The United Auto Workers union strike against the Big Three U.S. automakers, launched Sept. 15, is the first time the UAW has struck all three of the nation’s unionized car manufacturers at the same time. The union is employing a tactic of selective escalation, striking one assembly plant at each company, keeping management guessing as to their next targets. GM and Ford have responded to the strike by announcing that they will temporarily lay off 2,600 workers at non-striking factories because those plants depend on parts made at factories on strike.
Only 8 percent of the UAW’s 150,000 total members are currently on strike. But UAW President Shawn Fain warned that unless serious progress is made in negotiations toward an agreement, the union will expand its strike against General Motors, Ford and Stellantis. The UAW is seeking a 36 percent wage increase over four years, expanded benefits and elimination of a tiered wage structure as the industry shifts toward making electric vehicles that could result in future plant closures.
Between The Lines’ Scott Harris spoke with Lucy Dean Stockton, an editor and reporter with The Lever investigative news site. Here she talks about the union’s demands and billions of dollars the companies have spent on stock buybacks.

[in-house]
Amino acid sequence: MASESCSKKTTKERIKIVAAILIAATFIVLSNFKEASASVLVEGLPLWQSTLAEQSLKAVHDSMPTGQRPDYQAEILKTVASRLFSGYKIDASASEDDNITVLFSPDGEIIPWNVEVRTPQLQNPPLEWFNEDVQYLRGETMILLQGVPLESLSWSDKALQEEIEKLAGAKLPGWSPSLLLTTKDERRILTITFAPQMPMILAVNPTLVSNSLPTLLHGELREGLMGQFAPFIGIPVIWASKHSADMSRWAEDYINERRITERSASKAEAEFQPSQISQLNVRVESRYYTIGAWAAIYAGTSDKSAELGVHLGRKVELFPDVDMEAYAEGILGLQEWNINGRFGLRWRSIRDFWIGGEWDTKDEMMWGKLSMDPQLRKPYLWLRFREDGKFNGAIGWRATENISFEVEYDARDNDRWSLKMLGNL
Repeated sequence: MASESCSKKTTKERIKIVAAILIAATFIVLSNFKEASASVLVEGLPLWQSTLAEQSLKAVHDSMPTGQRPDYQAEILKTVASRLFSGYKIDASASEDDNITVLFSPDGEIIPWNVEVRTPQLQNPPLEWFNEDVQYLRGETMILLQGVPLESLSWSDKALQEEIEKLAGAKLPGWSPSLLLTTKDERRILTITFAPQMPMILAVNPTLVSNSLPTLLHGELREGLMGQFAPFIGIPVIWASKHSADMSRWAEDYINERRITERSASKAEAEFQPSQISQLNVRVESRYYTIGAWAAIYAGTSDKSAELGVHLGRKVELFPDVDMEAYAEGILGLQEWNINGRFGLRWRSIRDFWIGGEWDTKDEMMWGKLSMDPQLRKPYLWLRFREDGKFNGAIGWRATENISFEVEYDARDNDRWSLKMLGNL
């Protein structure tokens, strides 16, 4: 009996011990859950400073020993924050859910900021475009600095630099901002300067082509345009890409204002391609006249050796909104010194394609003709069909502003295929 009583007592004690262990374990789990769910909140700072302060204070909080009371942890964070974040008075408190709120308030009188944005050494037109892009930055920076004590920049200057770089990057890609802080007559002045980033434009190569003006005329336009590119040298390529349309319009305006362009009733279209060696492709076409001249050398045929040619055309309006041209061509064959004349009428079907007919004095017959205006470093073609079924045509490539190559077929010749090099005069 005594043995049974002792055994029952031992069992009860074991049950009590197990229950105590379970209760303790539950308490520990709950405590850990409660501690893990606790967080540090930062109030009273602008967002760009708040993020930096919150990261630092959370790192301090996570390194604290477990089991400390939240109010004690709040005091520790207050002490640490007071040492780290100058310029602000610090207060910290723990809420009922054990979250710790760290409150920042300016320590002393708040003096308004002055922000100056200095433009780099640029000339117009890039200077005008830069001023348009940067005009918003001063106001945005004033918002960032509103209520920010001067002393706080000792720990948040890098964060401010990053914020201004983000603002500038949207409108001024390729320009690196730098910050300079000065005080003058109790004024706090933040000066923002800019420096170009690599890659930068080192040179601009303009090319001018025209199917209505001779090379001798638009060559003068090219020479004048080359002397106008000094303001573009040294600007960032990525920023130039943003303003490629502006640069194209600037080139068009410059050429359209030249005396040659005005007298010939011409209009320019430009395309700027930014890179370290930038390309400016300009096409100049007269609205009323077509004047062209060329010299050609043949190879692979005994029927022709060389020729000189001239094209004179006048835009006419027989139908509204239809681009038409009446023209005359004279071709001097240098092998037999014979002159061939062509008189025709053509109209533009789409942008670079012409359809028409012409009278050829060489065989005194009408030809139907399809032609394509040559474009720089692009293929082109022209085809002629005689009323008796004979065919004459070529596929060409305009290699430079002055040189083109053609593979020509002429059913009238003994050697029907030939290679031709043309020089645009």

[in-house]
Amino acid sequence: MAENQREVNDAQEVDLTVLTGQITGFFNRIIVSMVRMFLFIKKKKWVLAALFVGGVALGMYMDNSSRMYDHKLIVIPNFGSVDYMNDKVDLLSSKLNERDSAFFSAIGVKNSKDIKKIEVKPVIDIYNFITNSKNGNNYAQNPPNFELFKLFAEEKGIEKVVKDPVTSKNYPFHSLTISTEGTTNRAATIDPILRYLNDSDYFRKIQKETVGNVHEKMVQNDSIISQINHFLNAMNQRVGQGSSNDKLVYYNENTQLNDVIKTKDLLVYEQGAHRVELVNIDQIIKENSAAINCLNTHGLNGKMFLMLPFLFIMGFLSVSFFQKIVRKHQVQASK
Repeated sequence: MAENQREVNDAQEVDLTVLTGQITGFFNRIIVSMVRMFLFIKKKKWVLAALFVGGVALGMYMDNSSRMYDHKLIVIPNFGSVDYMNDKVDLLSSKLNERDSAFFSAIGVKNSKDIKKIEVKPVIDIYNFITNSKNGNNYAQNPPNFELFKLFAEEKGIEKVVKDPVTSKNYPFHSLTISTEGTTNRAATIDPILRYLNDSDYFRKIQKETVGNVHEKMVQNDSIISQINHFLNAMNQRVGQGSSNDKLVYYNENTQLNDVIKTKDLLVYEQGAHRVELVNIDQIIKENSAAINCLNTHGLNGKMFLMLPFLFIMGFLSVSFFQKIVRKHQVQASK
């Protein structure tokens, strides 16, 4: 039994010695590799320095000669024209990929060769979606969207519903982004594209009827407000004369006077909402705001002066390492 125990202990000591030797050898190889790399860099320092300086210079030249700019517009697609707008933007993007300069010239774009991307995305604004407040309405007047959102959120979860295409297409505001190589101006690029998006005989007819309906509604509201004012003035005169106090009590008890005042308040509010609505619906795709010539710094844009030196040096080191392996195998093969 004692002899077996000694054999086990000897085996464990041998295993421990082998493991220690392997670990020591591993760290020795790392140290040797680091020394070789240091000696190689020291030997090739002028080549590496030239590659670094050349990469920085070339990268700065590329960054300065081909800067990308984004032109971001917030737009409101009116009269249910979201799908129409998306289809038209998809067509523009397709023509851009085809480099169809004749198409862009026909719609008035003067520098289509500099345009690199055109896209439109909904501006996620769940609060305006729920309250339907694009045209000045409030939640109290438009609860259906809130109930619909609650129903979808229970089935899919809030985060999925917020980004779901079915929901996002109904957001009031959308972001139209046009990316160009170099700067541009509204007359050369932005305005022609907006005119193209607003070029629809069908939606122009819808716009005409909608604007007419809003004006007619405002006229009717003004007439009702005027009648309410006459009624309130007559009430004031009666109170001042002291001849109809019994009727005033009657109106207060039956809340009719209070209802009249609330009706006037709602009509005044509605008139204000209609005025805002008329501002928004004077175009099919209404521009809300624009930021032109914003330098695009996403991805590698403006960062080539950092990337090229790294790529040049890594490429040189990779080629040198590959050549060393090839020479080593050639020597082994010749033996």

LUCY DEAN STOCKTON: The UAW, they’re demanding pretty basic things, a restoration of defined pension benefits. They have requested shorter workweeks, which is one of their, I would say, more aggressive demands that they’re willing to compromise on. They want stronger job security and they’re seeking the elimination of tiers where new employees sign on for lesser pay and are supposedly able to catch up to older workers in the pay scale, but often never do.
Shawn Fain, UAW president, specifically has looked at how Big 3 spending on Big 3 profits have gone up 65 percent in recent years, whereas autoworker wages are up really just 6 percent.
Shawn Fain has this common refrain that says if Detroit’s three automakers raise CEO pay by 40 percent over the past four years, then workers should get a similar raise. So in their demands, they started by requesting a 40 percent increase in wages.
SCOTT HARRIS: Lucy, the union justifies demands that they’ve made on the Big 3 automakers on the basis that these big car companies have record profits.
And your investigation found that these three auto manufacturers authorized $5 billion in stock buybacks over the past 12 months.
Maybe just summarize the profitability and what the indicators are of this stock buyback. What does it tell us and the country about the economic position that these big automakers are in?
LUCY DEAN STOCKTON: Sure. Yeah, no, that’s exactly right. I mean, the Big 3 auto companies’ spending on stock buybacks is up 1,500 percent.
They spent $5 billion on stock buybacks this past 12 months, even though they knew there was an impending strike. And, in fact, Stellantis actually authorized $500 million more in stock buybacks just last week, days before the strike. So it’s really actually quite shocking.